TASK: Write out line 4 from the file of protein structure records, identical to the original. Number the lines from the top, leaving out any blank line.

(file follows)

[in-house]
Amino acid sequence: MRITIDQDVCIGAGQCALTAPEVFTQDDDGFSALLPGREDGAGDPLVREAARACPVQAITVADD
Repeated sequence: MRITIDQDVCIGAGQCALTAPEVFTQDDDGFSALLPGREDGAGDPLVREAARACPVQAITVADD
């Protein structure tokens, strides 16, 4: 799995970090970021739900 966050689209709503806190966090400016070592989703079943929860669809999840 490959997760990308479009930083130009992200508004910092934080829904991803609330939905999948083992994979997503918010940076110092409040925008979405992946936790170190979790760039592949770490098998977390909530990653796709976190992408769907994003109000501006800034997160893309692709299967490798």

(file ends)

């Protein structure tokens, strides 16, 4: 799995970090970021739900 966050689209709503806190966090400016070592989703079943929860669809999840 490959997760990308479009930083130009992200508004910092934080829904991803609330939905999948083992994979997503918010940076110092409040925008979405992946936790170190979790760039592949770490098998977390909530990653796709976190992408769907994003109000501006800034997160893309692709299967490798």